When I was at school, I often found myself sat in the front of the headmaster being told off for being naughty… School did not stimulate me, I needed more than just verbatim regurgitation of information as my school curriculum mainly comprised of… Yet whenever I was there perplexing the headmaster (I think it irritated him that I got straight A’s) and he was shouting away, I’d find something ridiculous, I’d find something funny and I’d start giggling… “Eason, stop this insolence!” came the roar… You know what happens when you bottle up giggles, they want to burst out of your skin, they increase and amplify and everything becomes hilarious… Man, that is a glorious sensation.
Even today, the same happens if I have to sit quietly being serious with my solicitor, bank manager or accountant. They must think I am strange for giggling so much…
When we take things seriously, when we make life such a serious business, I think it can become far less flexible… It becomes staid and stagnant and joy finds it hard to exist in such a place.
I don’t know about you, but sometimes people make you feel defensive, I used to allow myself to feel defensive, until I started joking and laughing things off… It genuinely is the cornerstone of my therapeutic technique these days… You may have heard or read the story I use about when a man came to see me and said (whilst frowning):
“Mr Eason, I think I am going to be tough for you to deal with…”
I smirked, thinking “please call me Adam”
“I have been seeing one of Londons top psychiatrists for the past 5 years and I have been diagnosed with clinical depression, he has referred me to you… Like I said, I am certain I am going to be tough to help…”
He slumped in the chair, his frown almost stubbornly insisting that he was depressed and he wanted to stay that way! However, he clocked me smirking a second time… Uh-oh…
“Mr Eason, don’t you think you should be taking my problems a bit more seriously?!” He bellowed (In a way not uncharacteristic of my school headmaster!).
“Nope.” I said.
“If you want someone to take your problems seriously, then you really have come here under a mis-apprehension… I refuse to take your issues seriously… Most other expensive therapists will gladly be serious with you, but I won’t. I find it hilarious that after 2 years of going to the same psychiatrist and getting nowhere, you opted for another 3 years! You must realise how funny that seems… I mean, why would you do that to yourself… You could just beat yourself with a stick or something…”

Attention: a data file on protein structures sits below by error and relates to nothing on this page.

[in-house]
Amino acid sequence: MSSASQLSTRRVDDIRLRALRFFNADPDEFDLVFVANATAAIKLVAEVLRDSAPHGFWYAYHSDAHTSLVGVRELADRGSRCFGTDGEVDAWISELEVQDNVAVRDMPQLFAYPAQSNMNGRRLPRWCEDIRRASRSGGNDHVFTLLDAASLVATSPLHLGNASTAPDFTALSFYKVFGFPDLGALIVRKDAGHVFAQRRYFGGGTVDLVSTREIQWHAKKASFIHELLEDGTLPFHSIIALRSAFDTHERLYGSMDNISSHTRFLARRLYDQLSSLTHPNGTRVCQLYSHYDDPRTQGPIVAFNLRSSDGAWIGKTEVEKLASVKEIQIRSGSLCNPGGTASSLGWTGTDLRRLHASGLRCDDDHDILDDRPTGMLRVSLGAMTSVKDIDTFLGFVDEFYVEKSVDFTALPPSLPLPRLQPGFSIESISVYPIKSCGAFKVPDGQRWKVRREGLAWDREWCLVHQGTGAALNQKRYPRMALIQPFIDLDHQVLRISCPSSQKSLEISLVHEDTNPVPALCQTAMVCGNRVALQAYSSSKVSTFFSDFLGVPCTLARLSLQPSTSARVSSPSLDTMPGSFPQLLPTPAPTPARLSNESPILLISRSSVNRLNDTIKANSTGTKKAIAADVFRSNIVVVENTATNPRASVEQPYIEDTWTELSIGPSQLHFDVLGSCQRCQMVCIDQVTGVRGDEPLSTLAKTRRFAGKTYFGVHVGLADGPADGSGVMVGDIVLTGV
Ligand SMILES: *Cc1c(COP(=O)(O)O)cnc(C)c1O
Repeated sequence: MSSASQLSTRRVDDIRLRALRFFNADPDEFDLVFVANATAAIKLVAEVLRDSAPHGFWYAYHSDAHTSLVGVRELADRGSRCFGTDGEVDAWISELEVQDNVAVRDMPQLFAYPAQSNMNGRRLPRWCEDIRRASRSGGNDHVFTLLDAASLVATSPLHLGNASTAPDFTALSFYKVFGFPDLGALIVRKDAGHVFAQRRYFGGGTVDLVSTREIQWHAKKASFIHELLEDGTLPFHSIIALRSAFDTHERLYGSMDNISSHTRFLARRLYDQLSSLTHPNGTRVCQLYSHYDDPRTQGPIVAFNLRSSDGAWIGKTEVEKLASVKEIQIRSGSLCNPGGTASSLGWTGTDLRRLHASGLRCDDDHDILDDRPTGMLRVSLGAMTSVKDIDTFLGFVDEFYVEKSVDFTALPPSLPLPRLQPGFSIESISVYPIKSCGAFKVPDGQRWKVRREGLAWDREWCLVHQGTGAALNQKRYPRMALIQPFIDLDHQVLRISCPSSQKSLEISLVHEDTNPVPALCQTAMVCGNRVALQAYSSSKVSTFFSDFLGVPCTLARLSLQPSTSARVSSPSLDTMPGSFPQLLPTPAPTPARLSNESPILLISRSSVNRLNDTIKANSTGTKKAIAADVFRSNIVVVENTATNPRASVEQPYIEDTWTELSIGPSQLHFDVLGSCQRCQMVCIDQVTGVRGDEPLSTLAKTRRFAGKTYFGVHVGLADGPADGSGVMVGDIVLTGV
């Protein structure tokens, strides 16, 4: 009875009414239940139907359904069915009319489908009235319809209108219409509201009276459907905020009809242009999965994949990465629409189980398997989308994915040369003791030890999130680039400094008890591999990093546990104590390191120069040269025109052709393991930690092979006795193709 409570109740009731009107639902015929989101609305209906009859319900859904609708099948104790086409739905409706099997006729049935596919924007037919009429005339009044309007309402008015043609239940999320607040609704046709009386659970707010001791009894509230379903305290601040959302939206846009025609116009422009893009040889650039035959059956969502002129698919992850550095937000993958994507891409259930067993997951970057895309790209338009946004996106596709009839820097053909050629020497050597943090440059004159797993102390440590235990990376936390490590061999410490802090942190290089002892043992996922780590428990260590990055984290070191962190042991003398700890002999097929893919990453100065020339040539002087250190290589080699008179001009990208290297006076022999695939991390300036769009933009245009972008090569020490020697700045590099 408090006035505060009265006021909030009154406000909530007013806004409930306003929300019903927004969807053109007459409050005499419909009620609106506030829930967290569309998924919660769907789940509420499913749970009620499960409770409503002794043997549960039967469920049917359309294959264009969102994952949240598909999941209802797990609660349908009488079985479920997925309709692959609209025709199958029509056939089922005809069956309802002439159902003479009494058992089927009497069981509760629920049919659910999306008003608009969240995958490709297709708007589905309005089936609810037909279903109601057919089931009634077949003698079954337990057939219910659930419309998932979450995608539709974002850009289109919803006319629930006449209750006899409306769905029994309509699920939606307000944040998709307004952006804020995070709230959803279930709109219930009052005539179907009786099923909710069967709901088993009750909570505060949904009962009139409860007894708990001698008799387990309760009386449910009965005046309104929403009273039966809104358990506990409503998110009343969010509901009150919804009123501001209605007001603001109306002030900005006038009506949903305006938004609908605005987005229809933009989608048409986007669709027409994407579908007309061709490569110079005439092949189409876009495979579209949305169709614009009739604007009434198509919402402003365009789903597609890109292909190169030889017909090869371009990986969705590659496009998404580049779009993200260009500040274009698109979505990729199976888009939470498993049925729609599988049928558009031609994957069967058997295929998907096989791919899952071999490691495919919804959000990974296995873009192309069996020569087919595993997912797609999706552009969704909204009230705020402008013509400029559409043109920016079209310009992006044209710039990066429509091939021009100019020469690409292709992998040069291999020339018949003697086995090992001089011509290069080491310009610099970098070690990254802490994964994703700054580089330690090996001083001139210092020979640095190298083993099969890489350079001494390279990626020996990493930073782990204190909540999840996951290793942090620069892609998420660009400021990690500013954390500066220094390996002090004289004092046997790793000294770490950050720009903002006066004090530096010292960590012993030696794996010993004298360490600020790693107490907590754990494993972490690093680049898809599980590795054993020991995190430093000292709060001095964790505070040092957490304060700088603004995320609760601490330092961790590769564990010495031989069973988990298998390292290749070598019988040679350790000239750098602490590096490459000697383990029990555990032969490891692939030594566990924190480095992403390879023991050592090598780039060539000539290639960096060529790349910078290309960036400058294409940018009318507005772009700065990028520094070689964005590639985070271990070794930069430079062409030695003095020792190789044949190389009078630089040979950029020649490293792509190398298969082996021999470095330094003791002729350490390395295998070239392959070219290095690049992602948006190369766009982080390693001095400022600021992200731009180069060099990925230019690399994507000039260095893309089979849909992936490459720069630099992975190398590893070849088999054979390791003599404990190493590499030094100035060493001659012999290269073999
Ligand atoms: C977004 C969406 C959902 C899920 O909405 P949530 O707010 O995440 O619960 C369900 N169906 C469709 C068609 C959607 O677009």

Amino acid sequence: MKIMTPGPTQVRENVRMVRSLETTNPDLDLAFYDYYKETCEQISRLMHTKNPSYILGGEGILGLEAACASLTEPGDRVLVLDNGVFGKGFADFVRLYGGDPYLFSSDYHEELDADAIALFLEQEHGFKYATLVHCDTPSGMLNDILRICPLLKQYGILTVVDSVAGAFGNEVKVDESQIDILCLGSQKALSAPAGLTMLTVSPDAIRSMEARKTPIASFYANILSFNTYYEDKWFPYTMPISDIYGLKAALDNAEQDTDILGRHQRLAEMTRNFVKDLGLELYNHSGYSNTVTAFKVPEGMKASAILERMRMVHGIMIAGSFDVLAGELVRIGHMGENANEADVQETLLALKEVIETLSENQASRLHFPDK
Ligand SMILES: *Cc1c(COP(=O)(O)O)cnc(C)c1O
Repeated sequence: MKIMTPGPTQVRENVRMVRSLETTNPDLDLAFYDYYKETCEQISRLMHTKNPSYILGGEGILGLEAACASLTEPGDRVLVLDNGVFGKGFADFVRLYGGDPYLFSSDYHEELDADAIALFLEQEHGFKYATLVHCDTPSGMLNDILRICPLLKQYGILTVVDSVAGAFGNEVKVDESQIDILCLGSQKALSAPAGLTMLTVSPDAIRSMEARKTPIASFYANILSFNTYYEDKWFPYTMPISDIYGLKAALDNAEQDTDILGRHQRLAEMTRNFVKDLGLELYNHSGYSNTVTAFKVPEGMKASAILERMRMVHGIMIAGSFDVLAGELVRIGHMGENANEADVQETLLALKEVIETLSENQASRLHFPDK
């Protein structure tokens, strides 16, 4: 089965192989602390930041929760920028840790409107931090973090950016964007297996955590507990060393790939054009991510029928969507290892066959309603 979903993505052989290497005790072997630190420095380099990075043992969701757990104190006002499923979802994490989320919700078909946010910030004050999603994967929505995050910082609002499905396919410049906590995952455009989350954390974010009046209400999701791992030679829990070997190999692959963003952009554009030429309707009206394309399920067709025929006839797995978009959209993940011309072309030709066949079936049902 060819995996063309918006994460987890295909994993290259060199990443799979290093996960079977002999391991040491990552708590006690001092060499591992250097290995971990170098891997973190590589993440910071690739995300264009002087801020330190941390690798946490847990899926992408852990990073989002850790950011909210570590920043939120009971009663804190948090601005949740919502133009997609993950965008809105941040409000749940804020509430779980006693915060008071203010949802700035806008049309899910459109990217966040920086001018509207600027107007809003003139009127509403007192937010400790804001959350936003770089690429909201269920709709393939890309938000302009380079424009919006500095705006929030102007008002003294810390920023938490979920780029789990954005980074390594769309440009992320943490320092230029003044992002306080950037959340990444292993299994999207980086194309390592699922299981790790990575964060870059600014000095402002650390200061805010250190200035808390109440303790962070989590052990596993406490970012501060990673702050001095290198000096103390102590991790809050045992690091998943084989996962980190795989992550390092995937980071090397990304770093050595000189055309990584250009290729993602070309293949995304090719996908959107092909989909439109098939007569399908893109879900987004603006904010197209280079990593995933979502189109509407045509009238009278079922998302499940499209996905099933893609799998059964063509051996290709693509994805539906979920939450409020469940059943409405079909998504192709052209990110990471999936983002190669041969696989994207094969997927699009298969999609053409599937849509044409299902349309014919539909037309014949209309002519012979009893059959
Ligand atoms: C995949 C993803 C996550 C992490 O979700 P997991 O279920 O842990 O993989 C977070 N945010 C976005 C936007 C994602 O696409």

I explained in detail, the serious value of laughter and fun and when he walked into my office for his 4th session he ripped the piss out of the shirt I was wearing… Ha! I knew we were making progress.
Humour has always been banned under dictatorships; comedians are seen as a threat. Why? Because humour can illuminate truths, break through the constraints of narrow thinking and puncture self importance. Humour shows we are not afraid. Tyrants hate to be laughed at and they certainly don’t laugh at themselves. But the really surprising truth is that we all live under types of dictatorships.
Human beings often create, then subsequently live within the constraints of their own personal psychological dictatorships. Like the guy I mentioned before.
These personal restrictive ‘jails’ are built on a solid foundation of rigid rules and assumptions of right and wrong, with walls of ‘shoulds’ and ‘oughts’ and ‘mustn’ts’, strong bars of perfectionism, unbreakable locks of defeatism, and guards of arrogance on constant duty to ‘be right’. And that arrogance can extend to ‘being right’ that one is totally inferior to other people. Or that life is bad.
The right humour applied at the right time by the right person can work as an escape tunnel… Burrowing out and away from stifling narrow seriousness and restricted ‘one track’ perception.
Surely these days, we are all increasingly aware of the mental and physical health benefits of regular laughter. Many studies illustrate that genuine laughter reduces stress hormones, relieves pain, relaxes us and produces endorphins and serotonin. Laughing regularly can ward off depression and help you sleep better and generally enjoy life more. We even call people who make us laugh ‘a real tonic’.
Rght now, if you force a smile onto your face 3 times in a row, you can even feel the small shot of serotonin you just fired into your body from your brain as it associates that within you…
Humour frees up restricted and limiting thinking. In my experience, all good teachers, therapists and leaders have instinctively known how to use humour … See how much truly exists in your day-to-day existence and think of injecting more… Have a thoroughly enjoyable weekend, with lots of laughter — I know all the people on my diploma course certainly will be.